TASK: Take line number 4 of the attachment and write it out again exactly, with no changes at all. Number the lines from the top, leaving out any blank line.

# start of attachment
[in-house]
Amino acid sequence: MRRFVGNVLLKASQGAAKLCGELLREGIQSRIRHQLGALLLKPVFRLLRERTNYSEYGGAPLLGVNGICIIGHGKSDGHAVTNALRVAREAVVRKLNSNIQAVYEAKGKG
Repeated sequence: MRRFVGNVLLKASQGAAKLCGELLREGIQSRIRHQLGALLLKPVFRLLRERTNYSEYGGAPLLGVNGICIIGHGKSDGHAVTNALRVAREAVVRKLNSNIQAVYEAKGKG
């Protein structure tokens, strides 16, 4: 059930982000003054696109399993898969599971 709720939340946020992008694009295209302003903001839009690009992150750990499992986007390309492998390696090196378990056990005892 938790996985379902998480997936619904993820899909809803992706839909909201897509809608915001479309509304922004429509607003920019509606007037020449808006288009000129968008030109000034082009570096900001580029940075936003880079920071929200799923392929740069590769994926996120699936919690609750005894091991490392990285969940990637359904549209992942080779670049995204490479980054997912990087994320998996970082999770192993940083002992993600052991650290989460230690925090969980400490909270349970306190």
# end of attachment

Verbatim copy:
């Protein structure tokens, strides 16, 4: 059930982000003054696109399993898969599971 709720939340946020992008694009295209302003903001839009690009992150750990499992986007390309492998390696090196378990056990005892 938790996985379902998480997936619904993820899909809803992706839909909201897509809608915001479309509304922004429509607003920019509606007037020449808006288009000129968008030109000034082009570096900001580029940075936003880079920071929200799923392929740069590769994926996120699936919690609750005894091991490392990285969940990637359904549209992942080779670049995204490479980054997912990087994320998996970082999770192993940083002992993600052991650290989460230690925090969980400490909270349970306190």